James Ball, content account director, Croud: on-site content

Is long-form dead? Not if you want organic traffic from search. In many cases, we’re looking at 800+ words – up to the 2000-3000 range for some keywords.

When it comes to on-site content designed to pull in organic traffic – articles and blogs specifically – short and snappy doesn’t cut it. Now, for Google’s algorithm, expertise and authority are the biggest indicators of quality. Without deep knowledge of a subject, and a fairly long article, you can’t communicate that expertise effectively.

There are ways to package this to satisfy short-form search engine results page (SERP) features, such as ‘people also ask’ and ‘featured snippets,’ with clear question-and-answer sections; headings; concise paragraphs; and the correct schema markup. Make sure you get straight to the point early on, so your readers aren’t frustrated and go elsewhere.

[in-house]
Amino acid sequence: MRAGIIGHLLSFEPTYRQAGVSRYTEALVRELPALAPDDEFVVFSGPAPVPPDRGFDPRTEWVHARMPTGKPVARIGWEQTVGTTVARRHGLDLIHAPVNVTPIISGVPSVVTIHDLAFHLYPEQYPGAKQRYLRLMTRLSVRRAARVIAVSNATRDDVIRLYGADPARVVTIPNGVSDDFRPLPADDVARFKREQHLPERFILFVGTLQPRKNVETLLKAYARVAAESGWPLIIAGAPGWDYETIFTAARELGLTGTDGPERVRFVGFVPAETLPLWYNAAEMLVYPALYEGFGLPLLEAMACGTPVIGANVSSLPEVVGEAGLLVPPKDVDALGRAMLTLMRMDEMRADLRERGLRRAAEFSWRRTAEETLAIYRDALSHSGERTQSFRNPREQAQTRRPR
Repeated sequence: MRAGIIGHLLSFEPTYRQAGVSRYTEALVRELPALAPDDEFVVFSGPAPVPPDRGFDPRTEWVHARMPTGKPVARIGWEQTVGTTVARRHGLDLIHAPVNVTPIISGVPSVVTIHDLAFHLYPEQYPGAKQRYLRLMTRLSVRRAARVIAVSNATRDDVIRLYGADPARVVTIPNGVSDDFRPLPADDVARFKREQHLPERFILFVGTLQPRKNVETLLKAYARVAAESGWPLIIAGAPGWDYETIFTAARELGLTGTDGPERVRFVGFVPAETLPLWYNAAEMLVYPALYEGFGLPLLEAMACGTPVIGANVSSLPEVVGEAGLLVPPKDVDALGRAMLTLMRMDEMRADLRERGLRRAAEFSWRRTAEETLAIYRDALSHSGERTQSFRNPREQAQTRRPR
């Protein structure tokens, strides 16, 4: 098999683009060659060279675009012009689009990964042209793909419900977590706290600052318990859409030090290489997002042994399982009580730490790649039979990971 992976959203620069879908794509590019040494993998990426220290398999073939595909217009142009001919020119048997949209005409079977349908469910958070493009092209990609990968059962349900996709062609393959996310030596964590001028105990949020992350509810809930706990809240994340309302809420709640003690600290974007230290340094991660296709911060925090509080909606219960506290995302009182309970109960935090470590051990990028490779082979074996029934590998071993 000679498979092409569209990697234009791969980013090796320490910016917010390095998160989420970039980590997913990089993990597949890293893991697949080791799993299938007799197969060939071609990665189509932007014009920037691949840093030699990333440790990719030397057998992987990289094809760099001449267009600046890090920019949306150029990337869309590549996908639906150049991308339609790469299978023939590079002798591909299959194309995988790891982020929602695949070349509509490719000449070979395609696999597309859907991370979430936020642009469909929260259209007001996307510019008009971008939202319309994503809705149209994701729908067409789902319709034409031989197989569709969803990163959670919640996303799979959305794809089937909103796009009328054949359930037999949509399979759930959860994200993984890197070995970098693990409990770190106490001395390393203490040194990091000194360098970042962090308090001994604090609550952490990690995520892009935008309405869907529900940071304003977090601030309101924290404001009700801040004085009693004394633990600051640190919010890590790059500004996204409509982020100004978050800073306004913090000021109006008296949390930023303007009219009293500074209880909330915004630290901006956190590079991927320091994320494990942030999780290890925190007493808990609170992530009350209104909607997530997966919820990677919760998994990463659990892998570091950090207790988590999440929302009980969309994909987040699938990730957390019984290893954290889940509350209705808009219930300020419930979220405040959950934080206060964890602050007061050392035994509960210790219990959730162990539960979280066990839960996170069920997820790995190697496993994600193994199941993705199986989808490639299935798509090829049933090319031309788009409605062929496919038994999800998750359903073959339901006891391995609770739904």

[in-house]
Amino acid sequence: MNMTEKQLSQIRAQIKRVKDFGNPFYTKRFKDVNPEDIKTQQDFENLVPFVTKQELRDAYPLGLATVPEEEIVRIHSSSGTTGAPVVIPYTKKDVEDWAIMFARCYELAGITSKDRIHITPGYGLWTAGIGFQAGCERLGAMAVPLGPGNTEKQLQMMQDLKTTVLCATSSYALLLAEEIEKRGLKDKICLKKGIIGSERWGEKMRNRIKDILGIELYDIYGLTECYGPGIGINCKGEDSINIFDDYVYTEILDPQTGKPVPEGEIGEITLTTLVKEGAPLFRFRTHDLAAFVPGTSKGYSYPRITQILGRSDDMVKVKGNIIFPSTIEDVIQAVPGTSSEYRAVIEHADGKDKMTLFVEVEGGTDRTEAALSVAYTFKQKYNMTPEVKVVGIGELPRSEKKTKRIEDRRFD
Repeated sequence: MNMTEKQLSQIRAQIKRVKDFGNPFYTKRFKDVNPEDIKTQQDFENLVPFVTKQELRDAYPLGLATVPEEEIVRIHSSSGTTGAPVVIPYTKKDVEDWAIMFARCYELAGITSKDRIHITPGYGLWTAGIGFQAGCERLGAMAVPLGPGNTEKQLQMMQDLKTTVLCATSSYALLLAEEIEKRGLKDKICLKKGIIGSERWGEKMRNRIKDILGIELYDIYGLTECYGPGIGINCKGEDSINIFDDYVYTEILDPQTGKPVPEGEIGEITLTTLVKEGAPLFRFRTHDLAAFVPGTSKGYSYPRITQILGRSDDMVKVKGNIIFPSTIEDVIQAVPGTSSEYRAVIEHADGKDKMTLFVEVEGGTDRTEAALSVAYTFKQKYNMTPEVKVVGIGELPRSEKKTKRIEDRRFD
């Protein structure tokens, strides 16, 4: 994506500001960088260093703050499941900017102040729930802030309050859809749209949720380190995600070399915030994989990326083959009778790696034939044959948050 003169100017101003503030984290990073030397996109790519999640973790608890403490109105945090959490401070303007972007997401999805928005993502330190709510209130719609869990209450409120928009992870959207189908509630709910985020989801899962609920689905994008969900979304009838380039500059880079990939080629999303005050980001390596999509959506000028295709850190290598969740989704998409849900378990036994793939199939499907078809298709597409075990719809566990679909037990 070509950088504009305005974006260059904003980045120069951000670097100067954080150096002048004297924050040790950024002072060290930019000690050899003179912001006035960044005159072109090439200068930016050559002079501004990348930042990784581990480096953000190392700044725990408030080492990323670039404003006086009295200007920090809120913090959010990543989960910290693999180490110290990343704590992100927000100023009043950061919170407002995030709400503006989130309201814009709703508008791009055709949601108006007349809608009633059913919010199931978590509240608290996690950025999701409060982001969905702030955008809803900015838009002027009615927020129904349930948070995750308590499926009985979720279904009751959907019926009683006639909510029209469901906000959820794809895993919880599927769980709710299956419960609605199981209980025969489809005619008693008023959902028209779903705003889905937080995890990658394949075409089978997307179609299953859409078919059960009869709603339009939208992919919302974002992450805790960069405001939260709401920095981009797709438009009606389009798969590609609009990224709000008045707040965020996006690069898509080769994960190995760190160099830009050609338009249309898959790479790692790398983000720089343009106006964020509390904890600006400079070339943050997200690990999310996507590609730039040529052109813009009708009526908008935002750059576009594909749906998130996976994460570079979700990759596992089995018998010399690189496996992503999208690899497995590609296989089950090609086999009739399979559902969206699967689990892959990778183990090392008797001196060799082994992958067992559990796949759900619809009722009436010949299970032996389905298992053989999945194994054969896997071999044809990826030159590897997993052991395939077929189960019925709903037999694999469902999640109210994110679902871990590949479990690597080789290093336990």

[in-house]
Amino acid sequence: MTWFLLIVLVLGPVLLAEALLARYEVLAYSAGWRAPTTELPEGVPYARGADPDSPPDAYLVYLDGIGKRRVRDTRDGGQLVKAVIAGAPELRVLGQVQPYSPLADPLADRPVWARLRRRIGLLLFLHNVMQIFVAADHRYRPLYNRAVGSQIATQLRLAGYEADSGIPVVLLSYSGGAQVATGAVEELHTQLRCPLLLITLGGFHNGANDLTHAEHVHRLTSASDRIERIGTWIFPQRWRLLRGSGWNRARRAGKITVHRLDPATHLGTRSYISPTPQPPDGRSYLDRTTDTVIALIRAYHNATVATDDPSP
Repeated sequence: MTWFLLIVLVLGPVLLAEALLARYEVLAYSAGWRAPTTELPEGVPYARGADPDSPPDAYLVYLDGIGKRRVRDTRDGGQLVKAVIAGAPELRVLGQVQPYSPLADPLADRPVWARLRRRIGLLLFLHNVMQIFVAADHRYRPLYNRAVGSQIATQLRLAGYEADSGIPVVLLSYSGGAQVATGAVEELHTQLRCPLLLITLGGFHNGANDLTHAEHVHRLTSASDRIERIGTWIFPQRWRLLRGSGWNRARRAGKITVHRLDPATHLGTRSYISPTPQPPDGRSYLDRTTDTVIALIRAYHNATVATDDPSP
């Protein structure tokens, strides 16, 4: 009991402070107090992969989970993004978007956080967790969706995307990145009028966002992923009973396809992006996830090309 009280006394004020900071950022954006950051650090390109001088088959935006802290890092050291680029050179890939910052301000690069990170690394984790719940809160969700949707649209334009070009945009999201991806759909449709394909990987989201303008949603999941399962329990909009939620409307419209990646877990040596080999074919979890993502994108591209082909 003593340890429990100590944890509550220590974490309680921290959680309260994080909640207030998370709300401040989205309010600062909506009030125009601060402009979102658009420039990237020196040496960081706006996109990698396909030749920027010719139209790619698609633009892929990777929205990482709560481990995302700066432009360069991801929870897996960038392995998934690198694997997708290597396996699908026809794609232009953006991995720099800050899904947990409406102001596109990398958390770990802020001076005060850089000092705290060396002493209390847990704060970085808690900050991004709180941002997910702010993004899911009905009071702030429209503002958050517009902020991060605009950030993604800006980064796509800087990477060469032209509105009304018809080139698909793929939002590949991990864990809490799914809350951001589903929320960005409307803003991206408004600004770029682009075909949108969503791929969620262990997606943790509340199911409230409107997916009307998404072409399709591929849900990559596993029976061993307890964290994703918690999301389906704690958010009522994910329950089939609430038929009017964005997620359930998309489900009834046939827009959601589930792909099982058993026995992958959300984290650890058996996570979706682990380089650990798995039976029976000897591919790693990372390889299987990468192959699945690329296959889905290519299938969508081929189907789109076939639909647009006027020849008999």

Rose Skews, copywriter and marketing project manager, Favoured: email

For many, long gone are the days of reading newspapers and magazine articles, and social media content is getting shorter and shorter. If we can’t get the message across in a few lines, we get bored. Is this the same for email?

Well, testing is key. Test to see what your audience will engage with more. Gen Z will look to hooks and tag lines, whereas millennials enjoy more lengthy reads.

Ask yourself: what’s the purpose?

For a monthly newsletter, longer formats can be more productive. Have a refer-a-friend scheme? Get to the discount ASAP if you’re looking to push sales.